(Read part 1 of the interview with Eye One)
Part 2 of the GraffHead with Eye One from the Seeking Heaven Crew. Eye One has been responsible for bringing us the Los Angeles based graffiti magazine Lost.
8. Many artists have gotten arrested because they are featured in videos on Youtube making it easy for the Police to find them. This has recently occurred to two Los Angeles based graffiti artists. What are your thoughts about graffiti videos showing illegal work being done?
I think writers need to weigh self-preservation against the possible gains (recognition, market value, etc.) they might get from that type of exposure. Some writers might feel the risk is worth it if it increases their marketability as outlaw artists. Others will choose to keep their projects on the down-low. It has to be a calculated risk for those doing it.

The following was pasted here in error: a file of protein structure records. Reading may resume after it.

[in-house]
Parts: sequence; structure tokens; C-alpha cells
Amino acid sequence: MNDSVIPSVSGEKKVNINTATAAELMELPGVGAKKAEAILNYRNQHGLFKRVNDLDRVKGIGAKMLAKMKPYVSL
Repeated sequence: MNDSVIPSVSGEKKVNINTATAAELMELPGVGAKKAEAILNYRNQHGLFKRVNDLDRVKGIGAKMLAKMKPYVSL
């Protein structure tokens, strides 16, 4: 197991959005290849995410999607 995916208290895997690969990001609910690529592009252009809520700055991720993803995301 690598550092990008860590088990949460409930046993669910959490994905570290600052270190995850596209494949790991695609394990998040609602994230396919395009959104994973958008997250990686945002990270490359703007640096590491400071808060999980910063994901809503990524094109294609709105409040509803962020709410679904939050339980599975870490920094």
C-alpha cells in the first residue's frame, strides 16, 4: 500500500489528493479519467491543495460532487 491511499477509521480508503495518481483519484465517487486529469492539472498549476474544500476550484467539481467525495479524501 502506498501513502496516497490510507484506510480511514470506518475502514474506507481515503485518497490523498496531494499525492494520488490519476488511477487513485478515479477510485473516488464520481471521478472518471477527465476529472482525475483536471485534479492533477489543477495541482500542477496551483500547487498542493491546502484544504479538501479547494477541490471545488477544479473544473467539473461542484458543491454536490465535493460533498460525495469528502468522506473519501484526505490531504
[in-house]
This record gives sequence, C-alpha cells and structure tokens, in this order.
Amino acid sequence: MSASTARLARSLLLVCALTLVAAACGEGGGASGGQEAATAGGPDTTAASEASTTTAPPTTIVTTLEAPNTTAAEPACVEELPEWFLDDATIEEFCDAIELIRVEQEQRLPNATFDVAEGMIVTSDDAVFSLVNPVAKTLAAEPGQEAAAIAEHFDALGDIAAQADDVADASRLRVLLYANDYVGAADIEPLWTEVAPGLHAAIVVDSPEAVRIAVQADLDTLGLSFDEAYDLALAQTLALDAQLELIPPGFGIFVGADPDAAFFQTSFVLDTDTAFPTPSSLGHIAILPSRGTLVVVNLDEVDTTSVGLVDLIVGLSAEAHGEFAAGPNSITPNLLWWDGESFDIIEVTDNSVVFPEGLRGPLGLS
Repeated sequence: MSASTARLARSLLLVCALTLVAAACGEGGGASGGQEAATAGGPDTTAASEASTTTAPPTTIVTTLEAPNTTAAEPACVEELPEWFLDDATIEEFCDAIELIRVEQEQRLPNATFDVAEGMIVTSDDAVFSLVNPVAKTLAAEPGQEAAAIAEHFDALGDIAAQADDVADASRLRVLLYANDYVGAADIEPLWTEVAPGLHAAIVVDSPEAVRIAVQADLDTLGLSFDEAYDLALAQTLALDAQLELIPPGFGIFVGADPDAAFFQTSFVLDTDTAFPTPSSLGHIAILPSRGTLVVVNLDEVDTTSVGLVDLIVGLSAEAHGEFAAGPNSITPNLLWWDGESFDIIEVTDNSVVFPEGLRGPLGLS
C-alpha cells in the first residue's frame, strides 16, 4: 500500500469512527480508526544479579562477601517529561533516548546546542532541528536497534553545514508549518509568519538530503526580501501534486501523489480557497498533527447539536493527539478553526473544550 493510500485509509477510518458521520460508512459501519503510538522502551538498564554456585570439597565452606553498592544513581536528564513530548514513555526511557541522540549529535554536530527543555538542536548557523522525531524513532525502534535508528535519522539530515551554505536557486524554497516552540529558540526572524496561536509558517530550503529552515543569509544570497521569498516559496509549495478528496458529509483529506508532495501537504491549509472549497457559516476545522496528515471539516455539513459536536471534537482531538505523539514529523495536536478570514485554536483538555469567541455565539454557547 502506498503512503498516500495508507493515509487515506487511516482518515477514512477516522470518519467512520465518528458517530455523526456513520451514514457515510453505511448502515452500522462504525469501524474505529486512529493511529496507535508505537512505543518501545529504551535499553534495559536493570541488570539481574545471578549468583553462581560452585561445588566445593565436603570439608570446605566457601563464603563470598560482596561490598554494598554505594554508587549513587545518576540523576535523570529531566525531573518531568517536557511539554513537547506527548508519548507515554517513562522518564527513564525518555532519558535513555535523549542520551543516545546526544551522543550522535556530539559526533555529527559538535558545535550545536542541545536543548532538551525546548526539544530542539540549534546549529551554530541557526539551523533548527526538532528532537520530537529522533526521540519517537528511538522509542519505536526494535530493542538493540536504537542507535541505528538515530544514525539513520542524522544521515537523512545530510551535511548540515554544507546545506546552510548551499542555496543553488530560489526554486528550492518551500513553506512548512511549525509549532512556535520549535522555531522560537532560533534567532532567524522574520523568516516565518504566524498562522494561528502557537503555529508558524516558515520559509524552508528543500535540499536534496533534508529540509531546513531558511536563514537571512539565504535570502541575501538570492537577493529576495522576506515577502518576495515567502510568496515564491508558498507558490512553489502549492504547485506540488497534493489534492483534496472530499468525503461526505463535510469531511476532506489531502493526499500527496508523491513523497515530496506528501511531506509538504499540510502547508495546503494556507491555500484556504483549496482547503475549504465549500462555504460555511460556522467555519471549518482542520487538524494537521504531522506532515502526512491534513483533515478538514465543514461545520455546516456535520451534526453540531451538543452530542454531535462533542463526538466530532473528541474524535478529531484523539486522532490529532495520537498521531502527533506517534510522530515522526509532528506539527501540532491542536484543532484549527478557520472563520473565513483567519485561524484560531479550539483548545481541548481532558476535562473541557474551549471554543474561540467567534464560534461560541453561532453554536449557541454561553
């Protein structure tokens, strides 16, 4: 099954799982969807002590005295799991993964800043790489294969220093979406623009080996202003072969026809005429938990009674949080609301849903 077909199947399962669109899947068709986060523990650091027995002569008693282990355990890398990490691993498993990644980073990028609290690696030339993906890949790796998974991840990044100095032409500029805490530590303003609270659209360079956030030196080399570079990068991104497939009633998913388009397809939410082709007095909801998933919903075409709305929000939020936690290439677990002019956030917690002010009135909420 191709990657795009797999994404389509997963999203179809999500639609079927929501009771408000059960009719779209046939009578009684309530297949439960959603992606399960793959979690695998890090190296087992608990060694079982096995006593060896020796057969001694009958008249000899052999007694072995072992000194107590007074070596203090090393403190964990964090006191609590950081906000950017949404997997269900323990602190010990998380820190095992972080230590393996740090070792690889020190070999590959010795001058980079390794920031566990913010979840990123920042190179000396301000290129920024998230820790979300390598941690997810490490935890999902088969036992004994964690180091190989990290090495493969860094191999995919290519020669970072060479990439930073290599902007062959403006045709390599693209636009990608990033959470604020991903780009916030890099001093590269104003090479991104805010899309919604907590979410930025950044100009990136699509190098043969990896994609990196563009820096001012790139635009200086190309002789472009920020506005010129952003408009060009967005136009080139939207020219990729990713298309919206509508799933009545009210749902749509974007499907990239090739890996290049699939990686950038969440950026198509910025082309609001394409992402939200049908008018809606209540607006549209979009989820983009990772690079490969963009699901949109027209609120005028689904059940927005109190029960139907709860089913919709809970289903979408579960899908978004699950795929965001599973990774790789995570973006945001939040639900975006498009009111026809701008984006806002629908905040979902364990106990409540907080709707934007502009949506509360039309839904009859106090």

9. Your work was recently featured in the 01 Gallery Soft Opening exhibit as well Pen at Work Tradition. Do you have any future shows planned?
I have a few shows coming up. I'm curating a show called Lost Mid City at 33Third in November that will feature some of the artists highlighted in the current issue of Lost, and a show in December called On Deck at Tradition featuring work on skateboards by graff and non-graff related artists.
I also have a piece in a group show opening in October at the CPOP Gallery in Detroit that's part of an Art Tour travelling through the US. After that, the exhibit will travel to Art Basel in Miami.
10. How did you get into graffiti?